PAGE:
New study finds drinking too much coffee can shrink your brain, increase dementia risk significantly | TheHill

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The Hill 23 July, 2021 - 11:10am 55 views

But having way too much of the morning pick-me-up could have an adverse effect on brain health over time, according to a new study led by the University of South Australia. 

They found that participants who consumed more than six cups of coffee each day had a 53-percent increased risk of dementia and smaller total brain volumes compared with those who consumed one to two cups a day. 

It’s worth noting that researchers have long debated the health effects of coffee, as nutritional research can be incredibly complicated. 

Previous studies have found drinking three to five cups of coffee per day may help protect against Alzheimer’s disease. 

Read full article at The Hill

Drinking more than 6 coffees a day may increase your risk of huge health issues

The Mirror 23 July, 2021 - 02:02pm

Drinking more than six cups of coffee a day could leave people at greater risk of dementia and stroke, scientists warn.

A study of 17,702 people between 37-73 showed those who drank this amount had smaller brain mass volumes and a 53% higher risk of dementia.

But the findings also suggested one or two cups a day was better for brain health than none at all.

Lead researcher, Kitty Pham, of the University of South Australia, said: “This is the most extensive investigation into the connections between coffee, brain volume measurements, the risks of dementia, and the risks of stroke.

“It’s also the largest study to consider volumetric brain imaging data and a wide range of confounding factors.

“Accounting for all possible permutations, we consistently found that higher coffee consumption was significantly associated with reduced brain volume.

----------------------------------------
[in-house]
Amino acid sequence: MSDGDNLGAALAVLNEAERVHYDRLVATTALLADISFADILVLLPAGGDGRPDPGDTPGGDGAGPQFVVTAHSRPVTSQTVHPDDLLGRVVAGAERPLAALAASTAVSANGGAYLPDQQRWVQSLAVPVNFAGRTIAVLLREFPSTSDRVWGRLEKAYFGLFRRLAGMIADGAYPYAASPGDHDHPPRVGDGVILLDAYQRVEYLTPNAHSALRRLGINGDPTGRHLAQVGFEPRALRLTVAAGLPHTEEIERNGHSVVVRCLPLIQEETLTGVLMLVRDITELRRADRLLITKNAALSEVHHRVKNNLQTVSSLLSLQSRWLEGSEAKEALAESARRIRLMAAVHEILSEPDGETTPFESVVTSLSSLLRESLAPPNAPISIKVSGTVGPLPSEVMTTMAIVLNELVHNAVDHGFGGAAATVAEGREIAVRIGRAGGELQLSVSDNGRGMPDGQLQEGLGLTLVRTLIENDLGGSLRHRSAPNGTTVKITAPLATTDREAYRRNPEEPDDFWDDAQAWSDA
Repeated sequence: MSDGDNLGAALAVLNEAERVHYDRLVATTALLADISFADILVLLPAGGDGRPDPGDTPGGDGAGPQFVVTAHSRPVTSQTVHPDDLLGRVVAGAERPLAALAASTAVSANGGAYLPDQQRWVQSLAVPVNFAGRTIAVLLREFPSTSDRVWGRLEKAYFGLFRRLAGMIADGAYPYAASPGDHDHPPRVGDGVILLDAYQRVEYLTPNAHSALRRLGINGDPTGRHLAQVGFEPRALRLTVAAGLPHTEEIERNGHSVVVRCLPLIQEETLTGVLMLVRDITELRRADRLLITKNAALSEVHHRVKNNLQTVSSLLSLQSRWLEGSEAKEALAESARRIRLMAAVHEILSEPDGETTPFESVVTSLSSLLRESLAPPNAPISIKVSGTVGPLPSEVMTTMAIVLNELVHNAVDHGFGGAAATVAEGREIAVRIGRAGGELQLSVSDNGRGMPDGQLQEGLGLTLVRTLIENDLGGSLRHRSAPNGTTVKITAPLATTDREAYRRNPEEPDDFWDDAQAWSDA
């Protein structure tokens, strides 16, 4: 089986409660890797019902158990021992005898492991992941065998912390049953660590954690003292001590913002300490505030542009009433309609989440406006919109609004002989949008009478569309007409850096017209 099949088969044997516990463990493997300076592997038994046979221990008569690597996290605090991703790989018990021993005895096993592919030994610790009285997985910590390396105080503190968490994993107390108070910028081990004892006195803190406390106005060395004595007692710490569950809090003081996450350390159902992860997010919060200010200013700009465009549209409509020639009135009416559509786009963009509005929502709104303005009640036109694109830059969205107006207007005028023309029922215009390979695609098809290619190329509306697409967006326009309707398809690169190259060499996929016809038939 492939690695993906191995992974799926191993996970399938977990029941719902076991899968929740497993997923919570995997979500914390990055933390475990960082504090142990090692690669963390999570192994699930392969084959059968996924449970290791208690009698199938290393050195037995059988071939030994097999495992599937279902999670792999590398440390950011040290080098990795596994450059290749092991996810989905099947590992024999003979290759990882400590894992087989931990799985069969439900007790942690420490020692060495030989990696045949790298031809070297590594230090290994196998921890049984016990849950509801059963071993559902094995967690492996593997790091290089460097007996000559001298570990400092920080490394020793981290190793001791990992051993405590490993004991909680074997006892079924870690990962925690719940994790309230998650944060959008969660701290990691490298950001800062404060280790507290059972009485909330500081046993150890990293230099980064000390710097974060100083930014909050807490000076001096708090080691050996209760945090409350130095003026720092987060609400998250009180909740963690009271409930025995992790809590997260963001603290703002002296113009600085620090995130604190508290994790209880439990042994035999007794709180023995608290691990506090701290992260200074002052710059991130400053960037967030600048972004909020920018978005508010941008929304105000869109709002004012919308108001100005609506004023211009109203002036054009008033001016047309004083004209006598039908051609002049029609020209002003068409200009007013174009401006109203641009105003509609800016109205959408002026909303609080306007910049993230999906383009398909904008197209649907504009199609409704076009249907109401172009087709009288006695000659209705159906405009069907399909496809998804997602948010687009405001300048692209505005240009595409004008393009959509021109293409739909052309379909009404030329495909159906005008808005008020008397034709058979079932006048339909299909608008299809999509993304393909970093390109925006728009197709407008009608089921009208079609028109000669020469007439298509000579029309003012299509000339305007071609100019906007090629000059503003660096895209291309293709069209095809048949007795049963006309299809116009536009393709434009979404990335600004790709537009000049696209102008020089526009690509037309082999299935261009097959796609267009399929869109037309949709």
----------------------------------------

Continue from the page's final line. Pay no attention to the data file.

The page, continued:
“Essentially, drinking more than six cups of coffee a day may be putting you at risk of brain diseases such as dementia and stroke.”

Coffee is the most popular drink worldwide with around two billion cups consumed per day.

Brits drink 95 million cups every day.

Experts believe moderate coffee consumption can cut the risk of some diseases due to the chemical compounds found in it.

Too much could over-stimulate the heart and brain functions as well as lead to dehydration

The study cannot prove it is the coffee that is causing the increased dementia risk but did attempt to control for other factors such as age and other health problems.

Co-author Prof Elina Hypponen said: “As with many things in life, moderation is the key.

“Together with other genetic evidence and a randomised controlled trial, these data strongly suggest that high coffee consumption can adversely affect brain health.

“While the exact mechanisms are not known, one simple thing we can do is to keep hydrated and remember to drink a bit of water alongside that cup of coffee.

“Typical daily coffee consumption is somewhere between one and two standard cups of coffee. Of course, while unit measures can vary, a couple of cups of coffee a day is generally fine.

The findings are published in the journal Nutritional Neuroscience.

High coffee consumption linked with increased risk of dementia

Daily Mail 23 July, 2021 - 08:41am

By Jonathan Chadwick For Mailonline

Coffee may be the perfect morning pick-me-up, but a new study suggests drinking it in excess can compromise our brain health over time. 

Researchers in Australia have found that high coffee consumption is associated with smaller total brain volumes and a 53 per cent increased risk of dementia.   

The experts offer no explanation for the surprising link, which follows multiple previous studies that found drinking coffee in moderation can actually stave off dementia.  

The new study also follows a wealth of prior evidence that drinking coffee does have other health benefits over time – as long as it's not consumed in excess.  

Although it was not specifically determined that excess coffee consumption caused dementia, the authors of this new study warn against high consumption of the black stuff, which they define as more than six cups a day.